Playing the Chicago Bears was always special for Green Bay Packers head coach Vince Lombardi. Not just because the storied rivalry started way back in 1921, but because Lombardi was personally endorsed by George Halas for the head coaching job in Green Bay.
So it was very apropos that Lombardi’s first game as head coach was against the Bears at new City Stadium (now Lambeau Field) on September 27, 1959.
The Packers rallied from a 6-0 fourth-quarter deficit in that game and won the contest 9-6. Lombardi was carried off the field by his players after the victory. That was a habit which was duplicated at least four more times in Lombardi’s tenure.
The last time that occurred was after the 33-14 victory over the Oakland Raiders in Super Bowl II, when Forrest Gregg and Jerry Kramer hoisted up Lombardi in his final game as head coach of the Pack.
I talked with Kramer on Wednesday and he related a couple of instances about how Lombardi was focused on Halas when a game against the Bears was approaching.
For example, Lombardi was always worried that Halas would use spies to check out the practices of the Packers.
“We would be practicing and Coach would see a lineman on a power pole a couple of blocks away doing electrical work,” Kramer said. “And Coach would go, ‘There’s one of Halas’ spies! Somebody go down there and check out that guy!’
Lombardi also had other ways to help hinder any spy tactics of Halas.
“At practice, Bart would wear No. 75 at times,” Kramer said chuckling. “We would change our numbers and everyone would wear a different number to confuse the spies of the Bears. Like Halas was going to think an offensive tackle is playing quarterback for us.”
Lombardi was always primed to play the Bears and he let his team know about as well.
“We were practicing on day before playing the Bears and Coach Lombardi brought us together,” Kramer said. “Coach said, ‘You guys go out and kick the Bears’ ass. And I’ll go out and kick old man Halas’ ass too.’
Kramer also remembered a quote from Halas talking about when the Bears played the Packers.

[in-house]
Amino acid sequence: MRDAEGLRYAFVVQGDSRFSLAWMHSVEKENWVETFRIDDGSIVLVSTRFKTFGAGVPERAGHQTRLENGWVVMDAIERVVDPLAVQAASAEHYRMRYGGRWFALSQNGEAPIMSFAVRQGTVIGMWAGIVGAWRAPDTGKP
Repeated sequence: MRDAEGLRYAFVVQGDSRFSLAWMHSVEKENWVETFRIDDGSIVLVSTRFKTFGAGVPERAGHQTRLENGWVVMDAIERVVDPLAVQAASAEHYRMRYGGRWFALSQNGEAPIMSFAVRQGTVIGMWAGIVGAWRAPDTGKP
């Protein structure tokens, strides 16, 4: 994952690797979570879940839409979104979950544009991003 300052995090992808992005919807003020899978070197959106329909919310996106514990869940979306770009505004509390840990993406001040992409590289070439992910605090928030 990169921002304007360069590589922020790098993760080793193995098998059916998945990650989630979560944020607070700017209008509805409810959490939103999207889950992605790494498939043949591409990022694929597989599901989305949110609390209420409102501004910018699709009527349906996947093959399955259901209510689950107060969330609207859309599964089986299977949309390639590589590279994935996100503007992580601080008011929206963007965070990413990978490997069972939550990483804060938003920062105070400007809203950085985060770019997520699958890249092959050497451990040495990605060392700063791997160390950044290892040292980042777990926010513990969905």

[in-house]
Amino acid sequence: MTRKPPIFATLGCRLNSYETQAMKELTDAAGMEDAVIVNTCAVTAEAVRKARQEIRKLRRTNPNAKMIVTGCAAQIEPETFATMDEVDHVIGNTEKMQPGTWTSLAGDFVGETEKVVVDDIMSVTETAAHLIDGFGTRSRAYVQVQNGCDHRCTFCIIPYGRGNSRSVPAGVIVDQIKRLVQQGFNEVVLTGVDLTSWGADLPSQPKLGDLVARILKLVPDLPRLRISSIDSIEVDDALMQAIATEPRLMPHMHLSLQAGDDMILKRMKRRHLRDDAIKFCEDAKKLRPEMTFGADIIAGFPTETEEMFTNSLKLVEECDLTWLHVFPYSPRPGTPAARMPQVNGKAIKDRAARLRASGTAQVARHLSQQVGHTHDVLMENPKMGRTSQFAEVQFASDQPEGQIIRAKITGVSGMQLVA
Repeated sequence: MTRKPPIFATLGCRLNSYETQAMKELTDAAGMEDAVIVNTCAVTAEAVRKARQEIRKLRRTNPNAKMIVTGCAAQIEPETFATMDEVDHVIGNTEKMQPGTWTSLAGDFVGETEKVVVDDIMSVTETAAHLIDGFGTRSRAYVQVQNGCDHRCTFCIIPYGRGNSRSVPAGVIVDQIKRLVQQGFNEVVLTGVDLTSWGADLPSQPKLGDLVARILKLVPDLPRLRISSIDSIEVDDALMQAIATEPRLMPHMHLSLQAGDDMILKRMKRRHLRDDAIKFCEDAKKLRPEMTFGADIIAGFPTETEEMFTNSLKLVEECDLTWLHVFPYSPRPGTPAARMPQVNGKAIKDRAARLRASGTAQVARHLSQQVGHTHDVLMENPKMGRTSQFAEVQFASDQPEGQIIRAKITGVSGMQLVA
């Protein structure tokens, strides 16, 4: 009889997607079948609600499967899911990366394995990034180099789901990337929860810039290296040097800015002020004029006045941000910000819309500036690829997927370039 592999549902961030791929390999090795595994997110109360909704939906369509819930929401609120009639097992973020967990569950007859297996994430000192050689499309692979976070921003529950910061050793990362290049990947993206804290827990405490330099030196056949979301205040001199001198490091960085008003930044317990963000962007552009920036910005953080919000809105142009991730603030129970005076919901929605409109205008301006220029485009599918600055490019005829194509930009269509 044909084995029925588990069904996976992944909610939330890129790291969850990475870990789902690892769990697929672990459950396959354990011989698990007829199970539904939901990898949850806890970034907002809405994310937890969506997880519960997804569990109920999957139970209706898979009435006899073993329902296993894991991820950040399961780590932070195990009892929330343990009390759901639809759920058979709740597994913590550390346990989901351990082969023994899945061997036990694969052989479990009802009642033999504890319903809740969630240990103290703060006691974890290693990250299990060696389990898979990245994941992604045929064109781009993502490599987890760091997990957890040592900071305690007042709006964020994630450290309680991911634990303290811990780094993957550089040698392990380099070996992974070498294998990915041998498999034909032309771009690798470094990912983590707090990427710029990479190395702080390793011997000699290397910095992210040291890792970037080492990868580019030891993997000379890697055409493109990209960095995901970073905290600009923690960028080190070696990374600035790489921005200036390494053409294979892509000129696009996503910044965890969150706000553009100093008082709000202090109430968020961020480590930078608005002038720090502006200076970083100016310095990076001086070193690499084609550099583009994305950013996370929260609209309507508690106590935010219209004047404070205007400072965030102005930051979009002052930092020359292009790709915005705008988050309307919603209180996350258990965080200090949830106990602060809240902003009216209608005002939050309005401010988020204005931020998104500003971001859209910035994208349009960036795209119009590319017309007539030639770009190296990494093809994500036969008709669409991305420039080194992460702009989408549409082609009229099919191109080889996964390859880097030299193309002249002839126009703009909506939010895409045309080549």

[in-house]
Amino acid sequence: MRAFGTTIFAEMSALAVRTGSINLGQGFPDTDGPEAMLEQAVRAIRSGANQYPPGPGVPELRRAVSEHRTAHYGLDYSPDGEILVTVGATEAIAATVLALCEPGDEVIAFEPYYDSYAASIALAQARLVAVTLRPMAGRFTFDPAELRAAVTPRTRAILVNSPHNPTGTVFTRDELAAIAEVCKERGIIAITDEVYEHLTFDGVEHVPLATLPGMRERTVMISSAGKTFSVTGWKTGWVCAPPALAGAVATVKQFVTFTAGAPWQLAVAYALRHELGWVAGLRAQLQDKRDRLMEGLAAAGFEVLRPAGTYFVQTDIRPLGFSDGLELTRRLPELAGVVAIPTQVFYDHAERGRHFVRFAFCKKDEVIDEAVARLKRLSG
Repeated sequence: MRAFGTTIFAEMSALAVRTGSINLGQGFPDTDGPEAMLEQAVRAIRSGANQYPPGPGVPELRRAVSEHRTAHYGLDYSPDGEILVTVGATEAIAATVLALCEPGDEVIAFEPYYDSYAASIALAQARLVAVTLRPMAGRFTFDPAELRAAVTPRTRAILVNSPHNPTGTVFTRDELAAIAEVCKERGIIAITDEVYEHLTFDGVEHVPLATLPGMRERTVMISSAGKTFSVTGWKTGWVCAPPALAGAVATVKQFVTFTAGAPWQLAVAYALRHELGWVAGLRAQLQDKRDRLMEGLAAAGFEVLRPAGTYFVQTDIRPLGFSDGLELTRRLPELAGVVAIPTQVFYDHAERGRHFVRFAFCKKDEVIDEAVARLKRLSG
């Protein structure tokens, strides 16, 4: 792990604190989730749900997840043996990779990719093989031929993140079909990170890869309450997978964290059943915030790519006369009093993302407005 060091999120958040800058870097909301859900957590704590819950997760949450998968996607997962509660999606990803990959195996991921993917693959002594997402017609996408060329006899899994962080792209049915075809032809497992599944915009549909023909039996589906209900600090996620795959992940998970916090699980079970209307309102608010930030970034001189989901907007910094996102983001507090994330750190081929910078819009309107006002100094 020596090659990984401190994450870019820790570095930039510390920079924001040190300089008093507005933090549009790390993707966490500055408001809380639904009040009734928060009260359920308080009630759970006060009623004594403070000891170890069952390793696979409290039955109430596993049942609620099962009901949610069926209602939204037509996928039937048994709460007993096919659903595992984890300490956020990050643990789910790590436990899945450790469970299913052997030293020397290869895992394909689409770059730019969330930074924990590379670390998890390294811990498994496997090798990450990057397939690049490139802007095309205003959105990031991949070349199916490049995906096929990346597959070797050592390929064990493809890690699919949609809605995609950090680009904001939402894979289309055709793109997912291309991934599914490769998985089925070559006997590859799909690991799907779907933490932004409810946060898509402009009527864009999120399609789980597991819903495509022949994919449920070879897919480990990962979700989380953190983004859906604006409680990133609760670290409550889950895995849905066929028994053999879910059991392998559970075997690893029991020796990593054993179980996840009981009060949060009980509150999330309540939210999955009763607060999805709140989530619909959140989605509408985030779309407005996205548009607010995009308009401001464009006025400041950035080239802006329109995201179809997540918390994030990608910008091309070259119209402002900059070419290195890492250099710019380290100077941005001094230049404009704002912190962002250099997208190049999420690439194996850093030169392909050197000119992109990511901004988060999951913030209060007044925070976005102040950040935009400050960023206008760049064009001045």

“Coach Halas said, ‘We knew what they [the Packers] were going to do. We knew where they were going to do it and we knew when they were going to do it. We just couldn’t do anything about it.”
Even with all the various techniques Lombardi would use to stop the flow of information to Bears about the Packers, Halas still had a way to get vital data regarding his rival to the north.
“When I played in the Pro Bowl after the 1967 season, Coach Halas was coaching the team and we we late coming in from Florida after our Super Bowl win,” Kramer said. “There were nine of us and Coach Halas had a bus saved for us to go to practice.
“So I get on the bus and Coach Halas is sitting right behind the driver and he hands me a playbook. I go back about four seats on the opposite side of the bus near the aisle. So I start looking at the playbook and I see the first play is red right 49, which is our play, our code, our number system and our blocking.
“So I flip the page and I see red right 48, 46, 44, 42, 40 and so on. I look up at Coach Halas looking stunned with my mouth hanging open and he’s checking out at my reaction. “Halas said, ‘Jerry, we didn’t want you Green Bay boys to get behind so we just put in your offense.’
“The old fart had it exactly right. The numbers, the colors, the blocking assignments and the variations of the blocking assignments. He knew exactly what our playbook was.”
But even with all that, Lombardi and his Packers had a 13-5 record in the nine years he coached in Green Bay over Halas and his Bears.